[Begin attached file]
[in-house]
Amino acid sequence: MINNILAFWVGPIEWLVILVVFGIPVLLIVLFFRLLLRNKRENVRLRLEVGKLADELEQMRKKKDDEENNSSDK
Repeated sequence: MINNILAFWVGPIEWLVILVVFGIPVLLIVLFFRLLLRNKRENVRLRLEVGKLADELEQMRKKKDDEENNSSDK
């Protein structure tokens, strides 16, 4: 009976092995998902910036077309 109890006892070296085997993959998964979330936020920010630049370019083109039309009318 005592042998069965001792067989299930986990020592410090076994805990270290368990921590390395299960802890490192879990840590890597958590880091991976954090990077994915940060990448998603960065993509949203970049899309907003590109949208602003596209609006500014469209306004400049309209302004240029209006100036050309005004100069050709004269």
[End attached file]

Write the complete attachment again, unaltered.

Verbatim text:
[in-house]
Amino acid sequence: MINNILAFWVGPIEWLVILVVFGIPVLLIVLFFRLLLRNKRENVRLRLEVGKLADELEQMRKKKDDEENNSSDK
Repeated sequence: MINNILAFWVGPIEWLVILVVFGIPVLLIVLFFRLLLRNKRENVRLRLEVGKLADELEQMRKKKDDEENNSSDK
């Protein structure tokens, strides 16, 4: 009976092995998902910036077309 109890006892070296085997993959998964979330936020920010630049370019083109039309009318 005592042998069965001792067989299930986990020592410090076994805990270290368990921590390395299960802890490192879990840590890597958590880091991976954090990077994915940060990448998603960065993509949203970049899309907003590109949208602003596209609006500014469209306004400049309209302004240029209006100036050309005004100069050709004269």